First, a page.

This arrangement is in harmony with one of the textbooks used in this school. The Theocratic Ministry School Guidebook says: “Your personal schedule should include time for reading the Bible itself. There is great value in reading it right through from cover to cover. . . . However, your goal in reading should never be just to cover material, but to get the overall viewpoint of it with the intention of remembering. Take time to ponder on what it says.”
Other publications produced by Jehovah’s Witnesses likewise encourage the reading of the Bible. For example, in this journal’s companion magazine, Awake!, appeared the following encouragement for young people: “Have you read . . . the Bible all the way through? Yes, the Bible is a big book, but why not break down the reading of it into small portions? . . . The ‘noble-minded’ Beroeans ‘carefully examined the Scriptures daily.’ (Acts 17:11) If you follow a daily schedule of reading just 15 minutes a day . . . , you could complete the reading of the Bible within a year.” Yes, Jehovah’s Witnesses feel that modern-day Christians should be well acquainted with the Scriptures, just as God’s servants were in ancient times.
With this in mind, the Witnesses have promoted a 20th-century version of public Bible reading. In several languages, they have made cassette recordings of readings covering the entire Bible. For many this has proved to be a fine help in overcoming some obstacles to Bible reading. Some listen to these recordings while working around the house, driving their car, or doing a number of other things. To sit down and listen quietly to the reading of a portion of the Bible while following along in your own copy is a delightful experience.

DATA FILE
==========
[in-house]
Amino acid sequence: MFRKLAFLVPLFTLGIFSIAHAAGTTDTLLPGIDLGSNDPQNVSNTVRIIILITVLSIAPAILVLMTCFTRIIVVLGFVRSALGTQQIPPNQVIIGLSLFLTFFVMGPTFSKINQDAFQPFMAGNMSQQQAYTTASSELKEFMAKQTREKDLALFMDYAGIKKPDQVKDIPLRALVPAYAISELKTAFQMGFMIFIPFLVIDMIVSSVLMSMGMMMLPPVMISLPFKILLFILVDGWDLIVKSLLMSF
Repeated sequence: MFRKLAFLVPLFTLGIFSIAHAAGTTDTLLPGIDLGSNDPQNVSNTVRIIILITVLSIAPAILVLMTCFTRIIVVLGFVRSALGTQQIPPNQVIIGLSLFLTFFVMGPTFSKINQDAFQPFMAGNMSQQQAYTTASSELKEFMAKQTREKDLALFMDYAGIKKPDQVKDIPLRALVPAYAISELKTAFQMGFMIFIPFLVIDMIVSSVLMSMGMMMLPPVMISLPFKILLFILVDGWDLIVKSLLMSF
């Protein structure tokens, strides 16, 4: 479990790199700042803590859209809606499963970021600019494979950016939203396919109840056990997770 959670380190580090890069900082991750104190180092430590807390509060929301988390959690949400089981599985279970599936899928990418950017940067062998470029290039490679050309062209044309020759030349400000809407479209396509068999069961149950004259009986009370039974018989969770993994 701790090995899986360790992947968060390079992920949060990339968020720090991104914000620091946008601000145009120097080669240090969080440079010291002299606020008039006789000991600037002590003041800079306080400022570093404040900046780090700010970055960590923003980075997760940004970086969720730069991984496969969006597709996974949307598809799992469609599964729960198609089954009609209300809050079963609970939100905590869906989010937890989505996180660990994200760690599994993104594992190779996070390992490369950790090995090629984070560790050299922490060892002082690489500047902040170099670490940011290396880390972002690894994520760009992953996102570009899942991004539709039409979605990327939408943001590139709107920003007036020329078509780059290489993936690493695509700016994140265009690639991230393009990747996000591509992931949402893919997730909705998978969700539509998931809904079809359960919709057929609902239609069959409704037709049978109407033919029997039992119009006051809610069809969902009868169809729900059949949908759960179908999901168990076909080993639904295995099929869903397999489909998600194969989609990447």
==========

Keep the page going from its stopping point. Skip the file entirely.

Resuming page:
If you are not already reading the Bible daily, why not make it your habit to do so? This need not take long each day, but the benefits will be great, for application of the Scriptures will enable you to act wisely and enjoy a spiritually rewarding life. You will also be acting in harmony with this command given long ago to the Israelite leader Joshua: “This book of the law should not depart from your mouth, and you must in an undertone read in it day and night, in order that you may take care to do according to all that is written in it; for then you will make your way successful and then you will act wisely.”—Joshua 1:8.
The pages of the Bible reveal Jehovah’s loving purpose for obedient mankind. Accurate knowledge of his inspired Word results in true happiness and the hope of eternal life in Paradise in a marvelous new world of endless blessings. (Luke 23:43; 2 Peter 3:13) May you seize your opportunity to read and study the Bible and reach out for this wonderful life.